Mocking out service dependencies

Mocking out dependencies of components and services is a must in order to have efficient unit tests. As mentioned earlier, the TestBed is capable of interacting with the dependency injection system.

Let’s create a separate example for this section where we are fetching a bunch of users from an API.

We will start by creating the service for API interaction purposes:

import { Injectable } from '@angular/core';
import { HttpClient } from '@angular/common/http';
import { Observable } from 'rxjs';
import { map } from 'rxjs/operators';

export interface User {
  name: string;
  email: string;
}

@Injectable({ providedIn: 'root' })
export class UserService {
  constructor(private http: HttpClient) {}

  get(): Observable<User[]> {
    return this.http.get<User[]>('https://jsonplaceholder.typicode.com/users');
  }
}

Next we will have our component that presents us the list of users when the Load button is pressed:

import { Component } from '@angular/core';
import { Observable } from 'rxjs';
import { User, UserService } from './user.service';

@Component({
  selector: 'app-users',
  template: `
    <h3>Users</h3>

    <ul *ngIf="users$">
      <li *ngFor="let user of users$ | async">{{ user.name }} ({{ user.email }})</li>
    </ul>

     <button id="load" (click)="load()">Load</button>
  `
})
export class UsersComponent {
  users$: Observable<User[]>;

  constructor(private userService: UserService) {}

  load() {
    this.users$ = this.userService.get();
  }
}

For the unit test we are going to use the built-in Spy feature of the Jasmine framework. Using this feature we can create spy functions that act as stubs for the real methods and are capable of tracking invoked actions, arguments and many more. In this example we are going to set up the return value of the method and later assert whether the function has been called.

We are going to proceed with the test suite in the following order:

  • Create a spy for the get() method of the service.
  • Create a stub object for the UserService class using the TestBed DI system. We are going to utilize the previously created spy as a replacement method for the original UserService.get() function.
  • Create the test cases and set up the spy as part of the beforeEach hook.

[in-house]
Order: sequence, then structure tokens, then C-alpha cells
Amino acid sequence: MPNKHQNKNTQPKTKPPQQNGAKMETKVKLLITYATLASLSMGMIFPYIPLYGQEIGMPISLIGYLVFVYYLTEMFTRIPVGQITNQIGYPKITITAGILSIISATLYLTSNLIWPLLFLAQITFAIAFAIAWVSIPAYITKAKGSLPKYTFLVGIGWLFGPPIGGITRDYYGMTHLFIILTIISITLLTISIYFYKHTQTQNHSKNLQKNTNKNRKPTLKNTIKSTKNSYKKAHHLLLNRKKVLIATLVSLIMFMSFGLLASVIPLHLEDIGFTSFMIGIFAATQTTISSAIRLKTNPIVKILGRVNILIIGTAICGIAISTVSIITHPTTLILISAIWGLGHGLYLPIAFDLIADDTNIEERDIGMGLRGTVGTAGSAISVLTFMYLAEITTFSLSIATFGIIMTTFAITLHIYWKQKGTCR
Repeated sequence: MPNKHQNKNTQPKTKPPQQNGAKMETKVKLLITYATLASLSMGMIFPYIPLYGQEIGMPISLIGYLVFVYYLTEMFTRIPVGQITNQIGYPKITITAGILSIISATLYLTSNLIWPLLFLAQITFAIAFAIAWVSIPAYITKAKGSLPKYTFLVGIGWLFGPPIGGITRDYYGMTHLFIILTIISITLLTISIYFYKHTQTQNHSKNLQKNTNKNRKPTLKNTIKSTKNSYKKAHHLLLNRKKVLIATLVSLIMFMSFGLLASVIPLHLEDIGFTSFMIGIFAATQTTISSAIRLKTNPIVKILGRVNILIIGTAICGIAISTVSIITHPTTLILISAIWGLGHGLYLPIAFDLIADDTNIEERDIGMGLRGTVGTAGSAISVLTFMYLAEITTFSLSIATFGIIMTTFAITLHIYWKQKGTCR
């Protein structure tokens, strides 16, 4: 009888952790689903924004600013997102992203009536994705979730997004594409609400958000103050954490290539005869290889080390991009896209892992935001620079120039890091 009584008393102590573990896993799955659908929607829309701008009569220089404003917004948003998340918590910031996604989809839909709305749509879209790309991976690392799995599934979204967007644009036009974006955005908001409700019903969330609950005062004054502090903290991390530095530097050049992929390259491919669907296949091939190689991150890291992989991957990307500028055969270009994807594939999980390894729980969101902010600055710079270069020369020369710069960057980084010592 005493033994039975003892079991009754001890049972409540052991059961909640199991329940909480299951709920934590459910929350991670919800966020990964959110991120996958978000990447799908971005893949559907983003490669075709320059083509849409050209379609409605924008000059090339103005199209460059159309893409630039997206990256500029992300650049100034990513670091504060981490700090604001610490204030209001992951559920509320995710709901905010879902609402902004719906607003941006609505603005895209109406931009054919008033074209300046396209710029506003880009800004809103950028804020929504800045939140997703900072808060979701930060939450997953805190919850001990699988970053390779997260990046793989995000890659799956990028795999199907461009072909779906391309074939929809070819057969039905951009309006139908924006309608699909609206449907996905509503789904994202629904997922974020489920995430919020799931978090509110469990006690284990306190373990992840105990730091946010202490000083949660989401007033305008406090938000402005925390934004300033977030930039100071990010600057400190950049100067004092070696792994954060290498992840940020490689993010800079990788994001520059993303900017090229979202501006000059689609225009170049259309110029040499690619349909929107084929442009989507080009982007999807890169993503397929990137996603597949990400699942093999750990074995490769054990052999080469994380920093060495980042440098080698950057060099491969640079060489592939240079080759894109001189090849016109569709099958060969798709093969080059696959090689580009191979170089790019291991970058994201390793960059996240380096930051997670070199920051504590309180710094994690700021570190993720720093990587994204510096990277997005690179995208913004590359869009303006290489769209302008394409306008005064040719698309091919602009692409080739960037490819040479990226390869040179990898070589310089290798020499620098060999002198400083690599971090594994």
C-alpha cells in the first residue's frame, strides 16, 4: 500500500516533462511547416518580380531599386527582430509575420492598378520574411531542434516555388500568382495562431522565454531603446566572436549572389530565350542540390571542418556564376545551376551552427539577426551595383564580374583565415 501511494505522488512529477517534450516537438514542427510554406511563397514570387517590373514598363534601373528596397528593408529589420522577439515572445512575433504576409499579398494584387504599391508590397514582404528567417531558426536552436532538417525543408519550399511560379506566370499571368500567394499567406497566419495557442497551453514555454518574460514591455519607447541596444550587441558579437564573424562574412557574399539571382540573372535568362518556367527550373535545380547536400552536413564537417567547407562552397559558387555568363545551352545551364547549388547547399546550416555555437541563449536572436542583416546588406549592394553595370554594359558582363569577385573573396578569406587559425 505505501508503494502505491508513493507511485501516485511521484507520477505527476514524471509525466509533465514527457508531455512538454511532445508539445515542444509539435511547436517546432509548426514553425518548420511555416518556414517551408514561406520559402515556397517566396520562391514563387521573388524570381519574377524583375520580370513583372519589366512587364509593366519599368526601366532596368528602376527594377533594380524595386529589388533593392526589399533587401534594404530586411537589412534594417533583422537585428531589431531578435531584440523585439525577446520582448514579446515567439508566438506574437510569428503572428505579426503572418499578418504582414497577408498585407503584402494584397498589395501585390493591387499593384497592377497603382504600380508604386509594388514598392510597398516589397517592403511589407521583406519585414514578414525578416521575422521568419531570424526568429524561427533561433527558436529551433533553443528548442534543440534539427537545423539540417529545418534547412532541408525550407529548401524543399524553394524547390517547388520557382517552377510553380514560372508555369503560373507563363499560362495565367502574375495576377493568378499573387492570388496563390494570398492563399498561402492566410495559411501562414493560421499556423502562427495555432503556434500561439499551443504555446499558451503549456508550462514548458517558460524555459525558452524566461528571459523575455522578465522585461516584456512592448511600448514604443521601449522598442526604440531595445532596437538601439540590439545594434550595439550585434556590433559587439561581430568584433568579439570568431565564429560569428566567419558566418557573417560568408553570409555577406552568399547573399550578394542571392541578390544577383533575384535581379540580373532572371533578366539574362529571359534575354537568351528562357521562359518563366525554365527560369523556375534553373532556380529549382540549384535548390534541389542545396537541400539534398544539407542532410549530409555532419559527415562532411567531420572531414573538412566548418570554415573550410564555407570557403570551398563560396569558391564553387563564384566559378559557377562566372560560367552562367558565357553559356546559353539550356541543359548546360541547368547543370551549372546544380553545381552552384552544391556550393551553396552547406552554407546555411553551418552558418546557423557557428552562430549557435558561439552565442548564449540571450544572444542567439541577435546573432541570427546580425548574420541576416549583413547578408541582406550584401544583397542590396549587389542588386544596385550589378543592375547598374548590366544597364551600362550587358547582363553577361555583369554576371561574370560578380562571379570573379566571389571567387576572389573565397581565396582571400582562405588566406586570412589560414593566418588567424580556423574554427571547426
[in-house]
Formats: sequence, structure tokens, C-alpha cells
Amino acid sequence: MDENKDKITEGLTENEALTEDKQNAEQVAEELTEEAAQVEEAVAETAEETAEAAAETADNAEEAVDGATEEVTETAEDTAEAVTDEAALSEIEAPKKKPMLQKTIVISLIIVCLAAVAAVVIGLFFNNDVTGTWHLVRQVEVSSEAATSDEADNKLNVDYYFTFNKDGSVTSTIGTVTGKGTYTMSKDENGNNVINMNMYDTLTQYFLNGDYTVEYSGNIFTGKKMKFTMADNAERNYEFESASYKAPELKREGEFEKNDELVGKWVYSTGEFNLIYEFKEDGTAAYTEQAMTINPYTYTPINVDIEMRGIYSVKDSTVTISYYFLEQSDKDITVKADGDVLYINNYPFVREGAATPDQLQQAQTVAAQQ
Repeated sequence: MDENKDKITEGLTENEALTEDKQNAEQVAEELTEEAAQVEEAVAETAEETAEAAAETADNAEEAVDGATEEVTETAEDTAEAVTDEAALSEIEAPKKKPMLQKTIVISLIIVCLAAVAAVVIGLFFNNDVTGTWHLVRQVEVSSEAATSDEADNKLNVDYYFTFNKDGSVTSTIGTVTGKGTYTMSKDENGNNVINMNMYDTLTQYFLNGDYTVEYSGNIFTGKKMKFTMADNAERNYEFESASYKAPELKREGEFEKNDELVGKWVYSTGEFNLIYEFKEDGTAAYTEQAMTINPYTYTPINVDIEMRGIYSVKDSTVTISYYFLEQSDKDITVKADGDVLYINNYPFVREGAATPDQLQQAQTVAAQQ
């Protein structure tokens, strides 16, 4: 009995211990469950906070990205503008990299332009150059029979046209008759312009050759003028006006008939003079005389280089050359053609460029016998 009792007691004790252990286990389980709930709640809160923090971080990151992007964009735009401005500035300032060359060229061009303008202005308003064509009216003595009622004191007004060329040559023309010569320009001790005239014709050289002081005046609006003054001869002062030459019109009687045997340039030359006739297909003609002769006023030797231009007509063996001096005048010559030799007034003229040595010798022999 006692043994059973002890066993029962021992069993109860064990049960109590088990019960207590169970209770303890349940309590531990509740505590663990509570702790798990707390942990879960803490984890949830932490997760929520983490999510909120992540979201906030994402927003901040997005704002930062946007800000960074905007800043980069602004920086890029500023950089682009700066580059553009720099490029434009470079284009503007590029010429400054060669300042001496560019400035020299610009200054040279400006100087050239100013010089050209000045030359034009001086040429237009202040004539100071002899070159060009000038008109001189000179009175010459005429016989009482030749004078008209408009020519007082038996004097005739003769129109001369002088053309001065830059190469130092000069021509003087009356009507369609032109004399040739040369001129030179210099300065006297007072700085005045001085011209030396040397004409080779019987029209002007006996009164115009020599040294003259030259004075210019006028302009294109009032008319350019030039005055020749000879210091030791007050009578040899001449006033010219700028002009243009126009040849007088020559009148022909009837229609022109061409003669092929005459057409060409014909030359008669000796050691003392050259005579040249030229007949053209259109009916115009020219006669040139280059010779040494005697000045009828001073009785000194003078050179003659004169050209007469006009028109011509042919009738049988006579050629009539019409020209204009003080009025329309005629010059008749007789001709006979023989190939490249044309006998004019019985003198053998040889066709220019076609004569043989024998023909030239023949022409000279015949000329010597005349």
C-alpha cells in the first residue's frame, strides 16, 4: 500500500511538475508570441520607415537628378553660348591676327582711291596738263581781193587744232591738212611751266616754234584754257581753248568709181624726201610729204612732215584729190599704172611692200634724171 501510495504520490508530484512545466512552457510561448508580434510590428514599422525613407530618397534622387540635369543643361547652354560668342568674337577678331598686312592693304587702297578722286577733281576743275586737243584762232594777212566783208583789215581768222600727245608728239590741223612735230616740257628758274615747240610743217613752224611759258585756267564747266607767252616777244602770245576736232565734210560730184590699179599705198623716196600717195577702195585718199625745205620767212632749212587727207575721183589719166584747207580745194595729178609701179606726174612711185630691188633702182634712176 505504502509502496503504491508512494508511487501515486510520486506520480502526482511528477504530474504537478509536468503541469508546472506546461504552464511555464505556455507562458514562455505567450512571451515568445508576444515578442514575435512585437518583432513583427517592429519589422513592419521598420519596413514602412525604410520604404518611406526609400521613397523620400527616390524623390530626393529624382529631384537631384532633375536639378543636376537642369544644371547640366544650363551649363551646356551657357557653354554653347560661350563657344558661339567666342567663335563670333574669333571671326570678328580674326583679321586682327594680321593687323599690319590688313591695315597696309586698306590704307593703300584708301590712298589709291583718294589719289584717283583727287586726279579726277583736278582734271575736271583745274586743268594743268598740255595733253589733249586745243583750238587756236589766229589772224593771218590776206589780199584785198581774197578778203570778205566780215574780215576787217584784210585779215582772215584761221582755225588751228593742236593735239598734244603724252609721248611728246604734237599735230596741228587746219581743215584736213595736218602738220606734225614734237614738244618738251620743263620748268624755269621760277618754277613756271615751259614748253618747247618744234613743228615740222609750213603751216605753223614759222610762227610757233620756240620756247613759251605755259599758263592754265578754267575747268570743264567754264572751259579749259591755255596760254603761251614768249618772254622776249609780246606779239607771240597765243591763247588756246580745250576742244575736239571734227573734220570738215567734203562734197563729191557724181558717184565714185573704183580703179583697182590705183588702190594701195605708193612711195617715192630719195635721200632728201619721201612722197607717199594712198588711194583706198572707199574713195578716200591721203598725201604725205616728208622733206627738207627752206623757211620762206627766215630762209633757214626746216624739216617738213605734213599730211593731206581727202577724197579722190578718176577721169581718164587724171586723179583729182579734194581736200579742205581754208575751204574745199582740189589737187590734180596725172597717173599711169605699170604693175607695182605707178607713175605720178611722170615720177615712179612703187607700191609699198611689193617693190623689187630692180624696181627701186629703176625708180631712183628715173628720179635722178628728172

import { TestBed, ComponentFixture } from '@angular/core/testing';
import { UsersComponent } from './users.component';
import { UserService } from './user.service';
import { of } from 'rxjs';

const listItems = [
  { name: 'abcd', email: 'test@test.com' },
  { name: '321', email: 'test1@test.com' },
  { name: 'test', email: 'test2@test.com' }
];

describe('UsersComponent', () => {
  const getUsersSpy = jasmine.createSpy('get');

  beforeEach(() => {
    TestBed.configureTestingModule({
      declarations: [UsersComponent],
      providers: [
        {
          provide: UserService,
          useClass: class {
            get = getUsersSpy;
          }
        }
      ]
    }).compileComponents();
  });

  it('creates the component', () => {
    const fixture = TestBed.createComponent(UsersComponent);
    fixture.detectChanges();

    expect(fixture.componentInstance).toBeTruthy();
  });

  describe('when load button is clicked', () => {
    let userService: UserService;
    let fixture: ComponentFixture<UsersComponent>

    beforeEach(() => {
      fixture = TestBed.createComponent(UsersComponent);
      userService = fixture.debugElement.injector.get(UserService);
      getUsersSpy.and.returnValue(of(listItems));

      const button = fixture.nativeElement.querySelector('#load');
      button.click();

      fixture.detectChanges();
    });

    it('loads users from UserService', () => {
      expect(userService.get).toHaveBeenCalled();
    });

    it('creates list items', () => {
      const listItemElements = fixture.nativeElement.querySelectorAll('li');
      expect(listItemElements.length).toEqual(listItems.length);
    });
  });
});

Summary

In this article we have examined how to create well-maintainable unit tests using different approaches and techniques. Unit tests really shine because of their cheap and valuable nature and are a must for any serious project. In part 3 we will take a look at the more complex and expensive integration tests.